Home Alternative Investments Time To Reconsider At Least Some Exposure To Gold?

Time To Reconsider At Least Some Exposure To Gold?

by Jonathan Adams

Regular readers of my analysis pieces may be familiar with the fact that I am not generally an enthusiastic advocate of direct investment exposure to gold. I am a pragmatist, and not ideologically nor evangelically anti-gold. I have just always felt that as a ‘safe haven’ investment, gold is not especially reliable. Or at least not in a way that allows it to be an effective hedge for a broad-based investment portfolio.

As a direct investment in the value of the metal itself, gold offers no income nor the same kind of capital appreciation potential as a growth company. Gold advocates refer to its quality as a ‘store of value’. I personally find the suggestion that gold has inherent value that makes it a safe haven against collapsing financial markets or fiat currency values baffling.

Gold’s only claim, as far as I can tell, to inherent value is a long history as a commodity. Otherwise, it has little practical use outside of being a ‘precious metal’, used in jewellery or to otherwise display wealth. Or as a store of value commodity in the form of bars and coins.

But that value is entirely, again as far as I could personally ever see, completely reliant on abstraction. I honestly see little difference between gold as a store of value and bitcoin as one. Yes, gold has a physical form but its security of ownership also relies on the security of its storage and, if not in personal possession, trust in the rule of law, accuracy of (digital) record keeping and trustworthiness of the custodian.

You could of course keep your gold in a safe at home or bury it in the back garden. Or in some nearby woodland and keep a treasure map rolled up in a secret compartment of your desk. But I am personally slightly sceptical of how useful that piece of ornamental metal of abstract worth would really prove to be if modern society ever breaks down to such an extent that’s what is left to be relied on.

But, as I said, I am not fundamentally opposed to any kind of exposure to gold as part of a balanced investment portfolio. The commodity is an established part of our financial markets. Its value rises and falls over time as demand ebbs and flows with the influence of external market forces.

I see no practical point in debating whether or not gold has more or less ‘intrinsic’ value than fiat currencies or any other financial instrument. I don’t see the logic of any argument that says it does, but that’s not how financial markets work. The value of any financial instrument is based on collective societal agreement backed up by legal frameworks and a working judiciary system.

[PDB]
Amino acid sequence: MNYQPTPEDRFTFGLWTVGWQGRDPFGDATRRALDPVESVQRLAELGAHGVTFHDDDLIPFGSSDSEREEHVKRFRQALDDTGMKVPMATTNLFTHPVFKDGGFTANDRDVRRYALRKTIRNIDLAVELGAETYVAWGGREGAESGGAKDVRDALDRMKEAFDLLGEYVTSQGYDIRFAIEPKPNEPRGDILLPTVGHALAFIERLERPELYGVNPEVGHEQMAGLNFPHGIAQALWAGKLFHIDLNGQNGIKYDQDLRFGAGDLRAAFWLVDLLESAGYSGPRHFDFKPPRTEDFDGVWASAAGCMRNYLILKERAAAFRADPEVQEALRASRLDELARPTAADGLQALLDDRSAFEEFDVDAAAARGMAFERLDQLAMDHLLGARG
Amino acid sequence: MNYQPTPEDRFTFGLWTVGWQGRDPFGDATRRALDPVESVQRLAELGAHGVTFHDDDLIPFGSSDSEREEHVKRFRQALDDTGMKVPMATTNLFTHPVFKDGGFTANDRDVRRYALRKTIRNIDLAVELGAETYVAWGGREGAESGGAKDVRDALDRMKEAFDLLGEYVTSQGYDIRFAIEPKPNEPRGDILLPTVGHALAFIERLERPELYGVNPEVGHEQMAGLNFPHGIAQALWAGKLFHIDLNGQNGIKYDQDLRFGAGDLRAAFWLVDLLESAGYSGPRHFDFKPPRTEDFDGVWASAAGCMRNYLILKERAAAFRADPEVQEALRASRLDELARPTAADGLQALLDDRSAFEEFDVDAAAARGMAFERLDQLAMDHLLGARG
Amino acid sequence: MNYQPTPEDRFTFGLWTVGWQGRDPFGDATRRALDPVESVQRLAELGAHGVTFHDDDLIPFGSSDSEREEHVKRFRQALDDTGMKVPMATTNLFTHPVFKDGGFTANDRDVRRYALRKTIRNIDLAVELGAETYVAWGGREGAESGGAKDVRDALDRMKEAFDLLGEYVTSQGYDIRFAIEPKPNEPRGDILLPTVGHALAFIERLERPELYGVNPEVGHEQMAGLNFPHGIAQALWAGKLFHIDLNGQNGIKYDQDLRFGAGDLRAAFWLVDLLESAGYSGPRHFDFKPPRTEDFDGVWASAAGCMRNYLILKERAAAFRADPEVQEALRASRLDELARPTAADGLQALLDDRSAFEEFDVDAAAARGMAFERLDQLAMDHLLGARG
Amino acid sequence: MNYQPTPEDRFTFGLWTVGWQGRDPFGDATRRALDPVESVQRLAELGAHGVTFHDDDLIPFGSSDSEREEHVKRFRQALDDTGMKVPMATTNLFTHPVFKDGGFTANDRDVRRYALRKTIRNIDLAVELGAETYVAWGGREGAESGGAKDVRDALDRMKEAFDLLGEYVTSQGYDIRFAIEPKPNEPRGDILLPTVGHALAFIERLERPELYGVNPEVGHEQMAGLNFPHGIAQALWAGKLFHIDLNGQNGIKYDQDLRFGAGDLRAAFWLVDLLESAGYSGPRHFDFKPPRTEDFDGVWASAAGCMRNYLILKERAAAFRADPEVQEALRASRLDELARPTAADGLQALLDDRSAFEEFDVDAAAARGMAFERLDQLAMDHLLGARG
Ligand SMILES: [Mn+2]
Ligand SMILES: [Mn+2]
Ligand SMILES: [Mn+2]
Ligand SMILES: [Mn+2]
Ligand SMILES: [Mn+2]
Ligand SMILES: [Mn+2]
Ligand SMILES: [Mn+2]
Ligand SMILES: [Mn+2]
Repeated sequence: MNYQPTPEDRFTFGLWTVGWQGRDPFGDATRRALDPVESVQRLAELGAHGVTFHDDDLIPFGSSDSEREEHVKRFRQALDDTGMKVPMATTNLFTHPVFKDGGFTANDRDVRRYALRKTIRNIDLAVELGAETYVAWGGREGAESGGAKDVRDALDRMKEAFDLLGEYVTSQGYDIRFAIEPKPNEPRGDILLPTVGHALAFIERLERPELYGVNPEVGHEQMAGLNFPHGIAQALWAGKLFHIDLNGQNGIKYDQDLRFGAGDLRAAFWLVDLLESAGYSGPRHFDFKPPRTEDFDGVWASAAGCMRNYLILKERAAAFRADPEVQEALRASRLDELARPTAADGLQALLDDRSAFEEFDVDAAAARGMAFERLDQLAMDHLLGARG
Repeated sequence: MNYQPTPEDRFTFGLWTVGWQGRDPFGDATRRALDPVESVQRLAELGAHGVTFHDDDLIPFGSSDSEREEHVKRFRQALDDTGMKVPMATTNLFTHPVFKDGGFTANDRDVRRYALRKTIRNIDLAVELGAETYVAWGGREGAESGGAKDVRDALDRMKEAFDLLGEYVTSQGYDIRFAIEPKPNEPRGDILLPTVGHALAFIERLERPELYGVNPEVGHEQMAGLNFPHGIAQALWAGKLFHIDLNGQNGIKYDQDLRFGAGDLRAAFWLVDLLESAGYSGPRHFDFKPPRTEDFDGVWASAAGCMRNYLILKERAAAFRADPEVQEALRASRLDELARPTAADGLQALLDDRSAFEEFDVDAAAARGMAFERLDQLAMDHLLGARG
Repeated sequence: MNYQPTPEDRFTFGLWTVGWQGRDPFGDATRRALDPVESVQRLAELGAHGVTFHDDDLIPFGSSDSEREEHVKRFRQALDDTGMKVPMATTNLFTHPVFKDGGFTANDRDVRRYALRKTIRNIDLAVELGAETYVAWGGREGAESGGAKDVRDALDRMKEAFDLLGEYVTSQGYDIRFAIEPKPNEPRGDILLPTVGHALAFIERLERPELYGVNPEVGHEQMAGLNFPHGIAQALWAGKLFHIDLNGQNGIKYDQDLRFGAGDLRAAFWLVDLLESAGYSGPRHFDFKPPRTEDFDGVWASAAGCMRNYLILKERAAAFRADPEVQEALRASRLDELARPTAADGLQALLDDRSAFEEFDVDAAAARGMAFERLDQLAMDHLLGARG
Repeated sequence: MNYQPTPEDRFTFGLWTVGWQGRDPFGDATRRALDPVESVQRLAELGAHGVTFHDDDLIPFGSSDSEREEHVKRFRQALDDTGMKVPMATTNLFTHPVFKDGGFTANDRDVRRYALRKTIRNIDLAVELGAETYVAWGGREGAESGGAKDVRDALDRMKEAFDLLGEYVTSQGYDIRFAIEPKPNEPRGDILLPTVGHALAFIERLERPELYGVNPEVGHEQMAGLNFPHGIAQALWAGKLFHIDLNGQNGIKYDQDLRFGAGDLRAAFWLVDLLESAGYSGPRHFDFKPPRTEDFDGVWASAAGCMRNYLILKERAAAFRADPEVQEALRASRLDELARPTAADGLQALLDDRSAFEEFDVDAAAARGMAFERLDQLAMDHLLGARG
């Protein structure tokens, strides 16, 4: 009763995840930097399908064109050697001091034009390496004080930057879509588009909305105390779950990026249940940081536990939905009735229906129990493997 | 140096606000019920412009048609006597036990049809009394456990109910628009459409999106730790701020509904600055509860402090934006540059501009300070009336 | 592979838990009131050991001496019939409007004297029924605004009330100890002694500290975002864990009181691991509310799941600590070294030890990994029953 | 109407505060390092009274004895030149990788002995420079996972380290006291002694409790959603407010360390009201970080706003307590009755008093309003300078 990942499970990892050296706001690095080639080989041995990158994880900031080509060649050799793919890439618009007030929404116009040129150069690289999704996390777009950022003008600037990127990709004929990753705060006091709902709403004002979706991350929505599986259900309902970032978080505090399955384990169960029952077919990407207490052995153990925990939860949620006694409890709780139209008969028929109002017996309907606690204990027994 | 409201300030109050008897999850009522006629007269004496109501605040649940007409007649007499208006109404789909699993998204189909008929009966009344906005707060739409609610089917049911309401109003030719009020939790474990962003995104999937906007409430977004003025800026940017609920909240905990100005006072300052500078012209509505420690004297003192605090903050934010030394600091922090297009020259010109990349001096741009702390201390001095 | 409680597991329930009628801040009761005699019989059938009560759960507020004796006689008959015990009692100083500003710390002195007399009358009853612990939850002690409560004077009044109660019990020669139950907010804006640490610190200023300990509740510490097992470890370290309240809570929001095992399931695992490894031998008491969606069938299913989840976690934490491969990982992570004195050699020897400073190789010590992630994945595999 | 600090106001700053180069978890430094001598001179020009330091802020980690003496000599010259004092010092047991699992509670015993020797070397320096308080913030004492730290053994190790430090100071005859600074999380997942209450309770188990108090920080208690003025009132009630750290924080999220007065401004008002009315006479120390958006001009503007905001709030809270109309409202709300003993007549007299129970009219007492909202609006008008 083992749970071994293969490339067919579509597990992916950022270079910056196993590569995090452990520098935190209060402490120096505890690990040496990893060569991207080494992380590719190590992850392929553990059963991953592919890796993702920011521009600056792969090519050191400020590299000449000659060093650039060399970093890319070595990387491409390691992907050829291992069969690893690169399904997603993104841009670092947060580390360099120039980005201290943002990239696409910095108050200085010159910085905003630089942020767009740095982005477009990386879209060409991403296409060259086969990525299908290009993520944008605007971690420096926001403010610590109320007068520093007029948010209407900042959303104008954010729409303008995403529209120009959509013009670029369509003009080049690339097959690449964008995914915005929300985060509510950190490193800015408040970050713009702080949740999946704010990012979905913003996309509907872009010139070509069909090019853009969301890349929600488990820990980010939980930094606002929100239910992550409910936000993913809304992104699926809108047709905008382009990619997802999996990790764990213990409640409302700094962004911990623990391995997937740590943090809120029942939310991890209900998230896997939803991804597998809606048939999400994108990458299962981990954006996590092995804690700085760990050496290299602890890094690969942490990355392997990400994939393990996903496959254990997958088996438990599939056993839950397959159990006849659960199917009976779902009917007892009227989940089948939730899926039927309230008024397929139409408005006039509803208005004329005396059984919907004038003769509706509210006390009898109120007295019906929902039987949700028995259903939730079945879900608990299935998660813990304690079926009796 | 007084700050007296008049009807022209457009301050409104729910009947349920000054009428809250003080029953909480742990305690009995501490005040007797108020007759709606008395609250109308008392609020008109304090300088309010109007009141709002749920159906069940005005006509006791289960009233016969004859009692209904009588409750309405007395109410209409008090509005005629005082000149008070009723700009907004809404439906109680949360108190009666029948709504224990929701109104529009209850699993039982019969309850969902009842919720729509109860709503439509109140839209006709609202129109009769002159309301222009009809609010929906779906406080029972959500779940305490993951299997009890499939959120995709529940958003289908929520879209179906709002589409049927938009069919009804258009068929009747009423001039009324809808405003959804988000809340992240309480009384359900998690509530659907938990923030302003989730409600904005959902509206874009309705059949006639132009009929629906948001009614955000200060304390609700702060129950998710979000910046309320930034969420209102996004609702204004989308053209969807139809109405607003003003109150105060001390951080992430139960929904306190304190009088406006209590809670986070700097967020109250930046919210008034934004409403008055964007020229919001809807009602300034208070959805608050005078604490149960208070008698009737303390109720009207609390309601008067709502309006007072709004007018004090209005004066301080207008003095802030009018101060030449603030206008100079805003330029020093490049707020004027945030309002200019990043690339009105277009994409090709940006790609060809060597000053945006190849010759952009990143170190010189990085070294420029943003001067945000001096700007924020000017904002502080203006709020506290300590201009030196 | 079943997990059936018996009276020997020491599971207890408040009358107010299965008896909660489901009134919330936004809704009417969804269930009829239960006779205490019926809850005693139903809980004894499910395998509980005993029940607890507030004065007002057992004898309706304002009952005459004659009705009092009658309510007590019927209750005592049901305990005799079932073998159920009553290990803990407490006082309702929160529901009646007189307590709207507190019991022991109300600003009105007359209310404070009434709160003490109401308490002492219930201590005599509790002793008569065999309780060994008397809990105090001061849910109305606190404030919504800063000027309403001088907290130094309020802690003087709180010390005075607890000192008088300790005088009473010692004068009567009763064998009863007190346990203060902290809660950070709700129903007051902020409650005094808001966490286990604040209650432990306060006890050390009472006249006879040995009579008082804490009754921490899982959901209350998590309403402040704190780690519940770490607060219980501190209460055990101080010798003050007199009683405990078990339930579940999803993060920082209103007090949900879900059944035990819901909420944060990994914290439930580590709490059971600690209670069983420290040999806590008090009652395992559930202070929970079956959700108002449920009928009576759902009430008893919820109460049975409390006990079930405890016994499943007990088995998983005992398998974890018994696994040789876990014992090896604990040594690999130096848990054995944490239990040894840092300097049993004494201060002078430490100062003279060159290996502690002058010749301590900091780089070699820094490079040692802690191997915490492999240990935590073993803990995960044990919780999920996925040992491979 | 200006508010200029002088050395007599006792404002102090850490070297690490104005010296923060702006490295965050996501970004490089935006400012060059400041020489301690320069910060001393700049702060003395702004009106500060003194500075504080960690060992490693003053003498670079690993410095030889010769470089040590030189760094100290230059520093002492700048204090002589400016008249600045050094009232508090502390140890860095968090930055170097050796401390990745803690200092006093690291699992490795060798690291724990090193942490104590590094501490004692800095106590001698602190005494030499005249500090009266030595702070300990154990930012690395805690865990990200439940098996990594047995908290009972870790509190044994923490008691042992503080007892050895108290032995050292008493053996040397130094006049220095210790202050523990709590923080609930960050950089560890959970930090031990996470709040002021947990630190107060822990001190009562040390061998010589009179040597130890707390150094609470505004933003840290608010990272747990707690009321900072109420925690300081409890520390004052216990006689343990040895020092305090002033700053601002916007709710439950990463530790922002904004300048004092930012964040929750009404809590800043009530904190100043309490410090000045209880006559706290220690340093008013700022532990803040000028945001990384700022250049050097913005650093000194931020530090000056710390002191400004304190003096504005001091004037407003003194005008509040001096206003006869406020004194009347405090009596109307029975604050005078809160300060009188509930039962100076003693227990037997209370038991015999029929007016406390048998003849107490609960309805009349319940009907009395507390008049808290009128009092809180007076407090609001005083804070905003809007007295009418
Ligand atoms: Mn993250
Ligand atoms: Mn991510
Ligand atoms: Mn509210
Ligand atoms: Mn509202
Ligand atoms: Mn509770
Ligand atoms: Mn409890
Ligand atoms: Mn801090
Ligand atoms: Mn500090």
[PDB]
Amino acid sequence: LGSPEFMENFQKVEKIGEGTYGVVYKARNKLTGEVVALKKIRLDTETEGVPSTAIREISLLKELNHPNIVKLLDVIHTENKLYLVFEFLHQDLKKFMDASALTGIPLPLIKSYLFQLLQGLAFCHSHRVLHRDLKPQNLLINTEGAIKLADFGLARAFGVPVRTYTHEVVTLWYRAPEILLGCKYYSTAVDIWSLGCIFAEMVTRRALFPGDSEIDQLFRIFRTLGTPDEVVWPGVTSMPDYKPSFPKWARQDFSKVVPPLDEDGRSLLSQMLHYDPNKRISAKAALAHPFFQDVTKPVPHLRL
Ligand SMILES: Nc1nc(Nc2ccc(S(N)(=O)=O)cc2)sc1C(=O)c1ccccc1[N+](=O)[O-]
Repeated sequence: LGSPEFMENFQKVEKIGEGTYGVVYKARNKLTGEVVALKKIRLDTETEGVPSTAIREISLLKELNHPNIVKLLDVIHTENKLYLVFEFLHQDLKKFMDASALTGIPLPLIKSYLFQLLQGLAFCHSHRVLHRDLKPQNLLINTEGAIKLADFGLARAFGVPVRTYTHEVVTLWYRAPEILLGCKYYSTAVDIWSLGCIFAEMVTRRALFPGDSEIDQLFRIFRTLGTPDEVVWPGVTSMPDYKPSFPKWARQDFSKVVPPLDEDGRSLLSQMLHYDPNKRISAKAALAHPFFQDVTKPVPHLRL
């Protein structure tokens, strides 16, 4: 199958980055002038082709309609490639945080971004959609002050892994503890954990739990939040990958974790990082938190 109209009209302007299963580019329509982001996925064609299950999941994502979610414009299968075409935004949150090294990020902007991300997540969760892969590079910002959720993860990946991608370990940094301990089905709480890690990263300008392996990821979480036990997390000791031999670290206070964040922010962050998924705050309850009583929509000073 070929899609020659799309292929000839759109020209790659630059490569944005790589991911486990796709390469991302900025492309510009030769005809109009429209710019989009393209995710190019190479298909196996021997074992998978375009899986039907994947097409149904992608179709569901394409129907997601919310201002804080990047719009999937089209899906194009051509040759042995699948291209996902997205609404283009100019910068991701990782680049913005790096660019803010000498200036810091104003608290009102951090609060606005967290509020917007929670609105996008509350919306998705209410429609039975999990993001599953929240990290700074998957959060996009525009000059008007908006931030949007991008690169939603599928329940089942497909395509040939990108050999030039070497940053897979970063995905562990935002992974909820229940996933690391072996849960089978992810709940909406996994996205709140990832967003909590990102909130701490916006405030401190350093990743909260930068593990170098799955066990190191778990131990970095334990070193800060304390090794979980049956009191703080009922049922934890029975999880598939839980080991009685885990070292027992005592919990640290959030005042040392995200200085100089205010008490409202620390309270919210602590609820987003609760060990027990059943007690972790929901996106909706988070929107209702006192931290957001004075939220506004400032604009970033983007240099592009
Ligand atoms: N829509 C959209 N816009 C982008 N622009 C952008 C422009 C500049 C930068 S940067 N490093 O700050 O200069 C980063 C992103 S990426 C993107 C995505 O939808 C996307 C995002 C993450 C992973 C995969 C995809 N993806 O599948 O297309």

Philosophical debates on the details of which financial instruments might deserve their status to a greater or lesser extent than others on qualities of ‘objective’ or ‘intrinsic’ value are, in my humble opinion, at best mental or academic exercises. They change the practical outcome for financial markets and investors as much as philosophical debates on ethics and morality change the outcome for security markets and individuals considering their personal security.

Nobody with any common sense doesn’t install a home security system or take out content insurance on their possessions because they think people shouldn’t break into other peoples’ homes and steal from them. In the same vein, I wouldn’t cut off my nose to spite my face by never investing in gold because I don’t personally understand the logic of gold bugs.

Financial markets still, to an elastic extent, believe in gold as both a store of value and safe haven asset. Which, I think, means it would be foolish to completely ignore gold as an investment option, or opportunity.

Does Record High Gold Prices And More Volatility On The Horizon Mean A Gold Hedge Makes Sense?

Which brings us to the current question of whether investors who have little or no exposure to gold should now be reconsidering that position? Traditionally, gold prices have shown anti-correlation to equity markets. That’s why investment exposure to gold is often used as a hedge to lessen the blow of stock market downturns.

That’s not been the case in 2020. The chart below shows the movement of gold prices between the beginning of 2020 to the end of July 2020. Gold prices dropped in mid-February before recovering and then slumping in March. Since then the price of gold has been on a steady ascent towards new record levels.


The chart below tracks the MSCI World index, which tracks international equities across developed stock exchanges from London to Wall Street and Asia. Other than February’s volatility being less pronounced, it looks almost exactly the same.

Gold price is not moving in anti-correlation to equity markets. Over the coronavirus crisis, gold price and stock markets have shown close to perfect correlation. A gold bar can’t grow into a bigger gold bar over time, like a growing company expanding its business. Nor does it produce little gold coins for its owner, like dividend payments from stocks.


Source: Business Insider

If gold is not showing the kind of anti-correlation to stock markets that make it a strong hedge, what’s the point in owning it?  The simple answer would be if there is a reasonable argument that will change in coming months and equities and gold will stop following the same direction. Will their paths diverge again and recent correlation fade?

Otherwise, the only other reason why an investor might bet on gold would be a reasonable chance its gains will significantly outstrip those of the stock market. If both asset classes were to keep going up, but gold by 20% to the end of the year and equities by 5%, then investment exposure to gold would be worthwhile.